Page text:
Wednesday, August 14, 2013

Impact of Coffee on Liver Diseases: A Systematic Review

Impact of Coffee on Liver Diseases: A Systematic Review

In this recent systematic review offered online at Liver International, researchers investigated several studies assessing the effect of coffee on liver disease.

The abstract, introduction and discussion "only" are provided below, the complete review article is available online in Liver International found in Accepted Articles. Download the PDF here.  
In addition, posted today over at Healio is an easy to read summary of the article: Studies indicate protective effects of coffee for liver disease
Impact of Coffee on Liver Diseases: A Systematic Review
Liver International

Accepted Article
This article has been accepted for publication and undergone full peer review but has not been through the copyediting, typesetting, pagination and proofreading process, which may lead to differences between this version and the Version of Record.

Please cite this article as doi: 10.1111/liv.12303
This article is protected by copyright.
All rights reserved.

Received Date : 03-Jun-2013
Revised Date : 05-Aug-2013
Accepted Date : 05-Aug-2013

Article type:
Reviews Impact of Coffee on Liver Diseases: A Systematic Review

Sammy Saab, MD, MPH, AGAF, 1,2 Divya Mallam, MD, 3 Gerald A. Cox II, BA, 2 Myron Tong, PhD, MD 1,2,4 Departments of Medicine 1 and Surgery 2 , David Geffen School of Medicine at the University of California at Los Angeles, Los Angeles, California, The Department of Medicine, Harbor-UCLA Medical Center 3 , Torrance, California, and the Huntington Medical Research Institutes, Pasadena, California

Accepted manuscript online: 12 AUG 2013

Coffee is one of the most commonly consumed beverages in the world. Its health benefits including improved overall survival have been demonstrated in a variety of disease states. To examine the association of coffee consumption with liver disease, a systematic review of studies on the effects of coffee on liver associated laboratory tests, viral hepatitis, nonalcoholic fatty liver disease (NAFLD), cirrhosis and hepatocellular carcinoma (HCC) was performed.

Coffee consumption was associated with improved serum gamma glutamyltransferase, aspartate aminotransferase and alanine aminotransferase values in a dose dependent manner in individuals at risk for liver disease. In chronic liver disease patients who consume coffee, a decreased risk of progression to cirrhosis, a lowered mortality rate in cirrhosis patients, and a lowered rate of HCC development were observed. In chronic hepatitis C patients, coffee was associated with improved virologic responses to antiviral therapy. More over, coffee consumption was inversely related to the severity of steatohepatitis in patients with non-alcoholic fatty liver disease. Therefore, in patients with chronic liver disease, daily coffee consumption should be encouraged.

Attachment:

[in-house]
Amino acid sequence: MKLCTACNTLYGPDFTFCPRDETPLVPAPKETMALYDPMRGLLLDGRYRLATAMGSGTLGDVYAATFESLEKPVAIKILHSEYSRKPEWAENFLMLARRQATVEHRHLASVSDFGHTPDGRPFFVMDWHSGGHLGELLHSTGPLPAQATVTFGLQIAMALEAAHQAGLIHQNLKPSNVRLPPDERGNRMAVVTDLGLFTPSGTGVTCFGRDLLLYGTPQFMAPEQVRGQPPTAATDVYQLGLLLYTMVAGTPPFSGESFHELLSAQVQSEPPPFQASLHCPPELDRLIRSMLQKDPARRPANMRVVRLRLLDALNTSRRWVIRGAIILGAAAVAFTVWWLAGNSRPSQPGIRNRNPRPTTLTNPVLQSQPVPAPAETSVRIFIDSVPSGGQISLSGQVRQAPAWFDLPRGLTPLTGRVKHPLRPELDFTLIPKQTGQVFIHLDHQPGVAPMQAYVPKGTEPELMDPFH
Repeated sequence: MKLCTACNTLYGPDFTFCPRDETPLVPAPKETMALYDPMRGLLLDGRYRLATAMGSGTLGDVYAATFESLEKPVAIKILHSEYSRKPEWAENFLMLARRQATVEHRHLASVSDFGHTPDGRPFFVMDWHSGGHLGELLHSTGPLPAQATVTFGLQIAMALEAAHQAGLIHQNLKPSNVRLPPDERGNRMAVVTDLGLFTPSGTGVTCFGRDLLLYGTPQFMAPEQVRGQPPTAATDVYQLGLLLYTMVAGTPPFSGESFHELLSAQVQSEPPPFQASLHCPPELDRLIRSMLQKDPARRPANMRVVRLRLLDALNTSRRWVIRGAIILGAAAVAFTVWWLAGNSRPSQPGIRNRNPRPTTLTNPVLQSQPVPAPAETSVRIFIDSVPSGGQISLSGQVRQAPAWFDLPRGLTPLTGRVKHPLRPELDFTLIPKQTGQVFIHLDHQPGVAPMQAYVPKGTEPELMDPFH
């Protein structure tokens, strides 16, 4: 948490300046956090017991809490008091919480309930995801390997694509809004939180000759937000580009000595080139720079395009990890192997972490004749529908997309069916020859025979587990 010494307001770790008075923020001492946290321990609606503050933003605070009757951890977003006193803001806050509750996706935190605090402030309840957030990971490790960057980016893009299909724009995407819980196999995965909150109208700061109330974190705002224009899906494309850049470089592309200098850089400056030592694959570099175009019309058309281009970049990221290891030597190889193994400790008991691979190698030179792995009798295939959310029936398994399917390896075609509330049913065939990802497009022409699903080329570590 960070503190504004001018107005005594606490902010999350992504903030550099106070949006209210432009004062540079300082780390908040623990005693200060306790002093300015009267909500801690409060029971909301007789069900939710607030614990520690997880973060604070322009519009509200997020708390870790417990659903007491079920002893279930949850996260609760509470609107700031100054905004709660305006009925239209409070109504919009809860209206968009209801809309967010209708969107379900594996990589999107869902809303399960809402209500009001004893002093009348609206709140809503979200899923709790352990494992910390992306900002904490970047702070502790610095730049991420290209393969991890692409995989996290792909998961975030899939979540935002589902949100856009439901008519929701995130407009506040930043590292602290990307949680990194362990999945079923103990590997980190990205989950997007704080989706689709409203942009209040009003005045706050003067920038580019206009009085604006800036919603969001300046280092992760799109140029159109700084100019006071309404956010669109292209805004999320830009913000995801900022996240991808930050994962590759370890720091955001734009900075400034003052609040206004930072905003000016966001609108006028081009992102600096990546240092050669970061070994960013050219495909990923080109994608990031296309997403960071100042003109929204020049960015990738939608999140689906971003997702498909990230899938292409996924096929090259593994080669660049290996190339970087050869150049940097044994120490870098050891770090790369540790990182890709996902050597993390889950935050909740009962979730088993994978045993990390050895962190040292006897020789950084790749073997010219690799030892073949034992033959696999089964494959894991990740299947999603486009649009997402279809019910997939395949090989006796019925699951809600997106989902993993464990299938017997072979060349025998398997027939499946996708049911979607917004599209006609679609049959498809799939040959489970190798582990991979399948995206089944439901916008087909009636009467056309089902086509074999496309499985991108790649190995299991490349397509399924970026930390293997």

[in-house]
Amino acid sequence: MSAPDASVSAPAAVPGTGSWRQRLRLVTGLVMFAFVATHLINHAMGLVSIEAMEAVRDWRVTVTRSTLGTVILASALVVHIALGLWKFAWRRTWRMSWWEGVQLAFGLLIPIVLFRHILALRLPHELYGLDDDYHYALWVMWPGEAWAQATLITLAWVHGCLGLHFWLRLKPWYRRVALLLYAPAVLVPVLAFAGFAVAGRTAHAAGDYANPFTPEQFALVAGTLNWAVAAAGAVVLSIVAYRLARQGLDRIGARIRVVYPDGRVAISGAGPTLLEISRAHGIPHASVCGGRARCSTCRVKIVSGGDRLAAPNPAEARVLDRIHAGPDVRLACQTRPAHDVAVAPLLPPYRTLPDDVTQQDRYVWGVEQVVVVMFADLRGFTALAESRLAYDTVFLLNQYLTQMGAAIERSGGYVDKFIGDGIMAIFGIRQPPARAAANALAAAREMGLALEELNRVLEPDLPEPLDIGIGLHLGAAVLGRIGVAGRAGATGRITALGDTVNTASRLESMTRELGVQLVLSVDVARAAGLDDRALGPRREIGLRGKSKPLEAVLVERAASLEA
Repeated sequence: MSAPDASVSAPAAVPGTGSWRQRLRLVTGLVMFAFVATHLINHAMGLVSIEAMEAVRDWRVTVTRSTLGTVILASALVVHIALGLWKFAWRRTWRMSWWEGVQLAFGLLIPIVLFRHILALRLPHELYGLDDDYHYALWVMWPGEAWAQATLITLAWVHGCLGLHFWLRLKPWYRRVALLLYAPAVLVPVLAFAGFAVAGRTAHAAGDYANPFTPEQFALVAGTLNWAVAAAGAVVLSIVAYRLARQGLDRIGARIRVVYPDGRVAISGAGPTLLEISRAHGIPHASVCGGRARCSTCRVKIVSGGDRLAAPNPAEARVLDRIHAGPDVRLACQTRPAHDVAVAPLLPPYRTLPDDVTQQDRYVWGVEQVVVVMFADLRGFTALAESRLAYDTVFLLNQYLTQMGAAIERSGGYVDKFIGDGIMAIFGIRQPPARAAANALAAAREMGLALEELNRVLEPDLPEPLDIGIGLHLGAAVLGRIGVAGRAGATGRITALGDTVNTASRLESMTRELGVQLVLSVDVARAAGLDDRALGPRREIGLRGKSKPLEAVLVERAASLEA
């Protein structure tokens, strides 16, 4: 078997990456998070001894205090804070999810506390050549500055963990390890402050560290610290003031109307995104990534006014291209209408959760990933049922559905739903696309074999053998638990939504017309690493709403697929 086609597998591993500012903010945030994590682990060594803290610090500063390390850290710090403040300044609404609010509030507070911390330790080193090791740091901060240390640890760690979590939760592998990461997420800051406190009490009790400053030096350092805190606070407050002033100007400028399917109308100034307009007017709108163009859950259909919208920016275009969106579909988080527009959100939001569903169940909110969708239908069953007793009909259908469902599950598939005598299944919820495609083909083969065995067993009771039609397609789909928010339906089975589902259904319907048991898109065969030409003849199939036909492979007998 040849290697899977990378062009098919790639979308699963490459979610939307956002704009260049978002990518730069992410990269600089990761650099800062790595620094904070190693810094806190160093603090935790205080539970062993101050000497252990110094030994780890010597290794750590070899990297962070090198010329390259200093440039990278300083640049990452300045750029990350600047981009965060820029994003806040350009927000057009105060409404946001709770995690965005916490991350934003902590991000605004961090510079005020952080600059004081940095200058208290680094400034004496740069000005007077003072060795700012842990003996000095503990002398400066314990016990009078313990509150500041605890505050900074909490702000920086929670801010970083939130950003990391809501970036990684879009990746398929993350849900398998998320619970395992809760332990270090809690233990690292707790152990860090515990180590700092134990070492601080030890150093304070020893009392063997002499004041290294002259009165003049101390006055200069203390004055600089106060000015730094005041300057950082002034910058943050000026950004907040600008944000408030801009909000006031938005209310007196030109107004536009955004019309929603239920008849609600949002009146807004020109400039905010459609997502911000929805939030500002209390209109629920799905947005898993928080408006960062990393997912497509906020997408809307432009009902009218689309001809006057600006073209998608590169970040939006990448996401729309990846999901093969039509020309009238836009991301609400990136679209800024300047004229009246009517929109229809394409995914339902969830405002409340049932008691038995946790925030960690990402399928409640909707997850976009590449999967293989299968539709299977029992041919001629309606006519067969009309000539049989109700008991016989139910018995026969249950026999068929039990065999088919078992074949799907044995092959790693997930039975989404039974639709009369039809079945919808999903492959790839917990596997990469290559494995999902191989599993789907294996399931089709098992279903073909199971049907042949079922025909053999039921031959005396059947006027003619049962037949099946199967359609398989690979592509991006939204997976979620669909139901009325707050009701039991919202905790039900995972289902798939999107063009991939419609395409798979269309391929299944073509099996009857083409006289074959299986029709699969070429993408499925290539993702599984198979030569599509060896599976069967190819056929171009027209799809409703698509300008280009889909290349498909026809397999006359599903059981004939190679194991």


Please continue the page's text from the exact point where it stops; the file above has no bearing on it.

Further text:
Introduction Only

Coffee is a commonly consumed beverage worldwide. In the United States, over 50% of Americans consume coffee on a daily basis. 1 The commonly cited reasons for coffee consumption are its stimulatory effects, taste and aroma. 2, 3 Recent data suggests that coffee consumption may have health benefits in a number of medical ailments. Long-term coffee drinkers may be at a decrease risk for type II diabetes, symptomatic gallstone disease, Parkinson’s disease, heart disease and stroke. 2, 4-7 Moreover, coffee consumption is associated with decreased all-cause mortality. 8, 9 In a recent analysis of the NIH- AARP Diet and Health Study data, a dose-dependent inverse association between coffee consumption and total mortality was described. 9 Men and women who drank 6 or more cups daily had a 10% and 15% decreased risk of death, respectively.

Chronic liver disease is major health burden in the United States, ranking 12 th amongst the leading causes of death and accounting for over 30,000 deaths in 2009 alone. 10 Chronic liver disease affects approximately 15% of the U.S. population and is a major economic strain through direct healthcare expenditures as well by indirect costs related to lost income due to premature death or disability. 11, 12 Treatments for liver disease is often viewed with suspicion, and many patients often seek alternative therapies for their liver disorders. 13-1